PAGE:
It was not one of your outstanding opening nights for American Ballet Theatre, as the troupe moved into the Kennedy Center Opera House last night for the start of a two-week run, with a program including Balanchine's "Ballet Imperial," Twyla Tharp's "Brief Fling" and Leonide Massine's "Gaite Parisienne."
There were minor exceptions and one major one ("Brief Fling"), but by and large it was just one of those seemingly unavoidable occasions in the theater when everything was under a pall, and little was quite up to the mark one expected.
One possible reason for the let-down has nothing to do with dance. As I write this, the U.N. deadline for Iraqi withdrawal from Kuwait is 30 minutes old, and it looks very much as if push is about to come to catastrophic shove. Deadlines concentrate the mind, but not, in this case, on ballet. We may need ballet more than ever, to help remind us of the reason, order, harmony and idealism human beings are capable of in the fullness of their creativity. But can anyone in the Opera House last night -- onstage, backstage, in the pit or in the audience -- have been unaffected by the terrible prospect confronting all of us?
Susan Jaffe, who was so stunningly in command of the principal ballerina role in "Ballet Imperial" when the company first brought it to Washington, seemed troubled from her first entrance, having totally uncharacteristic difficulty with sequences she'd made seem child's play before. Nor was she or the supporting ensemble ever convincingly immersed in the music or its dramatic implications. The workaday rendering of the Tchaikovsky score by the Kennedy Center Opera House Orchestra under the baton of Emil de Cou didn't help.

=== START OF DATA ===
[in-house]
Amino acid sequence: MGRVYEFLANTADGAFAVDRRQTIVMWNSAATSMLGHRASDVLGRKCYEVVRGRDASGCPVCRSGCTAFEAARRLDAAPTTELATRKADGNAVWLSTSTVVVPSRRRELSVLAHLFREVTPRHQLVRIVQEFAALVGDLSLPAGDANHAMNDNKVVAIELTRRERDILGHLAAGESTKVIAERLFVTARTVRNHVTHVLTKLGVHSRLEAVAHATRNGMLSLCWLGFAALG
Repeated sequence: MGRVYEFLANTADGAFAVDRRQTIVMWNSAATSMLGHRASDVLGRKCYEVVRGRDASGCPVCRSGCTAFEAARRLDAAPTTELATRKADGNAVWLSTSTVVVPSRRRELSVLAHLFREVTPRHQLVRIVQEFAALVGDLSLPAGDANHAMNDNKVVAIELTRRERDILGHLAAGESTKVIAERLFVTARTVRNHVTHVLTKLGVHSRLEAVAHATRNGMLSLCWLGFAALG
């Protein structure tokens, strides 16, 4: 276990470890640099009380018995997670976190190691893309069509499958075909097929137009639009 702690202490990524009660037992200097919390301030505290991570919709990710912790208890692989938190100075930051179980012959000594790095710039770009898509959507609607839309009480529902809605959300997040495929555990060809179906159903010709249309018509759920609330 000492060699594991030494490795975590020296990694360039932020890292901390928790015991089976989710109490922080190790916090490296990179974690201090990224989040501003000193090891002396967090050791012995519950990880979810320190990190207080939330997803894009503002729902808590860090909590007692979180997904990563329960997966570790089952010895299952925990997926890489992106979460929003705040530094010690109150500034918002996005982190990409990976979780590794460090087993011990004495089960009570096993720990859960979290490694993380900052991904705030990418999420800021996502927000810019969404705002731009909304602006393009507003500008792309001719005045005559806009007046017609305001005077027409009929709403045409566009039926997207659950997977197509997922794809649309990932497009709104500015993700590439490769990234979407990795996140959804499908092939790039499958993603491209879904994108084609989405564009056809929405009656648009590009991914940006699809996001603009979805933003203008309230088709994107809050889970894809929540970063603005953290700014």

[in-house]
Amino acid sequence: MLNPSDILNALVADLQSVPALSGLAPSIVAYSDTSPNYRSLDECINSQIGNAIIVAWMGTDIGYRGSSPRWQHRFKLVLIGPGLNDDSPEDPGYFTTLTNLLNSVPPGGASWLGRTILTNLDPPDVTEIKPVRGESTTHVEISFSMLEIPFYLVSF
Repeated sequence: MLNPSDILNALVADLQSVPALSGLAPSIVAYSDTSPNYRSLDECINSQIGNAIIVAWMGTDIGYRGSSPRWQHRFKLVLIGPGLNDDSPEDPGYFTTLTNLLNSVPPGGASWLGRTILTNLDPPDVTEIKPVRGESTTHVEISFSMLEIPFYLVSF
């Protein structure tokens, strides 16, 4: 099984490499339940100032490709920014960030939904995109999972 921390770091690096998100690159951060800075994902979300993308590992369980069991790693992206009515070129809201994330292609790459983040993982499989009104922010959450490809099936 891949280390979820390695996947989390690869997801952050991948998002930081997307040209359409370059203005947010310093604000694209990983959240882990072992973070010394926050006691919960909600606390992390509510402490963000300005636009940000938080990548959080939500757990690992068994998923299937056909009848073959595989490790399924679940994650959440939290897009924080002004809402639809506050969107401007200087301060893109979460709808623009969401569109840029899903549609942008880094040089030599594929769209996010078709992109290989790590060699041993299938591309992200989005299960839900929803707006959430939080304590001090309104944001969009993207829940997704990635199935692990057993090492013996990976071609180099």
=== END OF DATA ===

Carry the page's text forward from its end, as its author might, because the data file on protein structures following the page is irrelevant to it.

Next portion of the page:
Still, the performance had some formidable rewards, mainly in the dancing of Amanda McKerrow as the second ballerina, reminding us, with her graciousness, sensitivity and style, of the expressive potential of Balanchine's choreography in this palatial work. Ricardo Bustamante, who partnered Jaffe, also danced splendidly, for the most part.
"Gaite Parisienne," a "period" charmer, always puts the company on a thin edge because the right balance of elements is so difficult to muster, and because a few key roles are so crucial to the effect of the whole. Marianna Tcherkassky, last night's Glove Seller, is one of ABT's veritable treasures, a dancer who is never the less than fine, a model of stylistic purity, and far more adaptable than most to almost any idiom or character. But sexy innuendo isn't her forte, and the part looked more studied than spontaneous last night. Danilo Radojevic danced skillfully as the Peruvian, but missed both the wit and the wistfulness of the role. There were estimable contributions from Guillaume Graffin as the Baron, Amy Rose as the Flower Girl, Veronica Lynn as La Lionne and Christina Fagundes as the lead Can-Can Dancer, among others, but they weren't enough to keep the performance from looking like a less than inspired run-through.
It was up to "Brief Fling" to redeem the evening, which it did handsomely. In this exciting, complex and ultimately mystifying opus, the cast seemed, not only fully charged up for the occasion in technical brilliance and authority, but at one with the ballet's expressive purposes from the giddy start to the disconcertingly somber finish. Cheryl Yeager, Wes Chapman, Kathleen Moore, Kevin O'Day, Jamie Bishton, Keith Roberts, Claudia Alfieri, Isabella Padovani, Gil Boggs and Robert Wallace headed the superb ensemble.